01/12/2015 05:50 GMT | Updated 29/11/2016 05:12 GMT

13 Ways to Reconnect With Nature

With more than half of the world's population living in cities, humans have lost touch with nature. The concrete jungle and the rat race suck up our time and energy and we feel stressed, anxious or like we have lost meaning. We have middle life crises, travel to 'find ourselves', fight depression with pills, change jobs and cars but, somehow, we cannot fill that void. We don't know what's wrong.

What we are truly lacking is a connection with the wild world and its rhythms. Today we don't need to hunt or gather food for sustenance, work hard to build a shelter or collect wood for fire every other day in the winter. We don't need to protect ourselves or our food from predators. Our lives revolve around paying bills, buying things we don't actually need, drinking to feel something and staring at a computer screen.

Even in a world where most eco-systems have been devastated and wild animals are a rarity, there are many things we can do to reconnect with nature, find purpose and feel more alive.

If you feel lost, apathetic or unhappy, try to rewild yourself a little. Here are 13 easy ways you can do it without having to do anything drastic, like go and live in the woods.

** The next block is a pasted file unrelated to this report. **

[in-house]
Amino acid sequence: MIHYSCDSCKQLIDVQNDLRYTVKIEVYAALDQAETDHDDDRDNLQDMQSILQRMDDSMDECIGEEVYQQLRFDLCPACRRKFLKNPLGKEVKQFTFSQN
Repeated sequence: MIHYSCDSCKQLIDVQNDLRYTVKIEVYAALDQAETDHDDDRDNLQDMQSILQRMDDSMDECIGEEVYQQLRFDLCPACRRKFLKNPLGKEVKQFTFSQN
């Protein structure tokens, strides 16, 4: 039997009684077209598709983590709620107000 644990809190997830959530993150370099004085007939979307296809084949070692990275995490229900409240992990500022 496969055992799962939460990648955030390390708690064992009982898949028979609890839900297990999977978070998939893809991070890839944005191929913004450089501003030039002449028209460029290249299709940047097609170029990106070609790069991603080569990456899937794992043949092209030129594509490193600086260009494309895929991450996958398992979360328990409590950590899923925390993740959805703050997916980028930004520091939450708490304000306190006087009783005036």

1) Go on a leg powered journey

The simplest way to get back into the way of life of our ancestors is to travel in a more traditional way. We didn't evolve driving on a motorway or riding a train. Slowing down, and walking to the top of a mountain, canoeing across a lake, riding a horse or being taken on a journey through wild country by a husky dog sled are all great ways to reconnect with nature.


2) Take note of changes

To reconnect with nature you need to really look for changes of the seasons, such as temperature drops, amount of hours of light, the activity of your local animals and the colour of the leaves on the trees. These felt like big changes to our ancestors.

3) Give nature a home

In urban areas there aren't many places where wildlife can find shelter and thrive. Help nature by giving it a home. Build a pond, make a birdhouse to put in your garden, leave water out for foxes and hedgehogs or place a bird feeder in your garden. You can also plant wild flowers to help the bees or grow gorse to offer shelter to birds. Getting close to wild creatures will make you feel connected to the natural world.

4) Take time to visit truly wild places

Whilst a walk to the park is always pleasant, you should make an effort to spend time in wild places where you can observe a variety of natural eco-systems. Go for a long walk in a nature reserve or a natural forest and stop for at least 10 minutes to have a look around you. Try to spot a red squirrel or a bird you've never seen before, or just take in the view and listen.

5) Walk barefoot

Our ancestors used to walk barefoot, so why not try that out? Feeling the soil under your feet is an excellent way to feel more in touch with nature.

6) Build a shelter

Creating a temporary home from scratch using wood, leaves and other natural materials is very rewarding. It proves that we can look after ourselves and survive in the wild without the need of technology.


7) Grow your own herbs or vegetables